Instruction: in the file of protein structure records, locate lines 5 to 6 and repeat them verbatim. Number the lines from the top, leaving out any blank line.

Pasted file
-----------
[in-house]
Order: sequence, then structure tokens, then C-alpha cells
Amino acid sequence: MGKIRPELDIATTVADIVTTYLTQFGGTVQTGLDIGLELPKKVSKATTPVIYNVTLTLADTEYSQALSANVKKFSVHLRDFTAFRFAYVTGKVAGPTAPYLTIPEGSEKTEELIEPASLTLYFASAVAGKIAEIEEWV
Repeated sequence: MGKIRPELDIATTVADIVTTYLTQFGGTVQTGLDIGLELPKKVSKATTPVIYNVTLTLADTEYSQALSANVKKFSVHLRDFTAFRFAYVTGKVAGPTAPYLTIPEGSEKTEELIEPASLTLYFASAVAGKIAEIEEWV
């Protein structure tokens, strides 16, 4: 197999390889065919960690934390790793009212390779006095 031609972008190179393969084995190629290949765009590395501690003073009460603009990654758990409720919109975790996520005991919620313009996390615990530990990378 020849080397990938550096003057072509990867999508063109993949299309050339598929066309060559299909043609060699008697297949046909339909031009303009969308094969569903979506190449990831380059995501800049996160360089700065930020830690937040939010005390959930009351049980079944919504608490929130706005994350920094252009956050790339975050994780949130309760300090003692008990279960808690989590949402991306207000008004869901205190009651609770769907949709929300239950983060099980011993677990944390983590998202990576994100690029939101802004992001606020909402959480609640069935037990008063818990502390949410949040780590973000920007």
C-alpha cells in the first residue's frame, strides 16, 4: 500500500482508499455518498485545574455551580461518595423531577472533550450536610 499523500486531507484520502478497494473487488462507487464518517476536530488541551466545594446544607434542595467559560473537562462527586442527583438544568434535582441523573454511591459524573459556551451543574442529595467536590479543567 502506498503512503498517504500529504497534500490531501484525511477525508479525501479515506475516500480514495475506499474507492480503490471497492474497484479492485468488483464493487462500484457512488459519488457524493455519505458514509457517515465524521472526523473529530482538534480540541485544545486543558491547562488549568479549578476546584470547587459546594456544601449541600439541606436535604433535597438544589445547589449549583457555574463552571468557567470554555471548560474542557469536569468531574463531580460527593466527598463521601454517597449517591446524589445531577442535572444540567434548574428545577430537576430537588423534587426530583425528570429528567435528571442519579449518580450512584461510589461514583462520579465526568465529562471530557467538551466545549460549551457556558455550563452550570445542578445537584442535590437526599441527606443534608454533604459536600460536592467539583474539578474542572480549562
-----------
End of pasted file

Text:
């Protein structure tokens, strides 16, 4: 197999390889065919960690934390790793009212390779006095 031609972008190179393969084995190629290949765009590395501690003073009460603009990654758990409720919109975790996520005991919620313009996390615990530990990378 020849080397990938550096003057072509990867999508063109993949299309050339598929066309060559299909043609060699008697297949046909339909031009303009969308094969569903979506190449990831380059995501800049996160360089700065930020830690937040939010005390959930009351049980079944919504608490929130706005994350920094252009956050790339975050994780949130309760300090003692008990279960808690989590949402991306207000008004869901205190009651609770769907949709929300239950983060099980011993677990944390983590998202990576994100690029939101802004992001606020909402959480609640069935037990008063818990502390949410949040780590973000920007």
C-alpha cells in the first residue's frame, strides 16, 4: 500500500482508499455518498485545574455551580461518595423531577472533550450536610 499523500486531507484520502478497494473487488462507487464518517476536530488541551466545594446544607434542595467559560473537562462527586442527583438544568434535582441523573454511591459524573459556551451543574442529595467536590479543567 502506498503512503498517504500529504497534500490531501484525511477525508479525501479515506475516500480514495475506499474507492480503490471497492474497484479492485468488483464493487462500484457512488459519488457524493455519505458514509457517515465524521472526523473529530482538534480540541485544545486543558491547562488549568479549578476546584470547587459546594456544601449541600439541606436535604433535597438544589445547589449549583457555574463552571468557567470554555471548560474542557469536569468531574463531580460527593466527598463521601454517597449517591446524589445531577442535572444540567434548574428545577430537576430537588423534587426530583425528570429528567435528571442519579449518580450512584461510589461514583462520579465526568465529562471530557467538551466545549460549551457556558455550563452550570445542578445537584442535590437526599441527606443534608454533604459536600460536592467539583474539578474542572480549562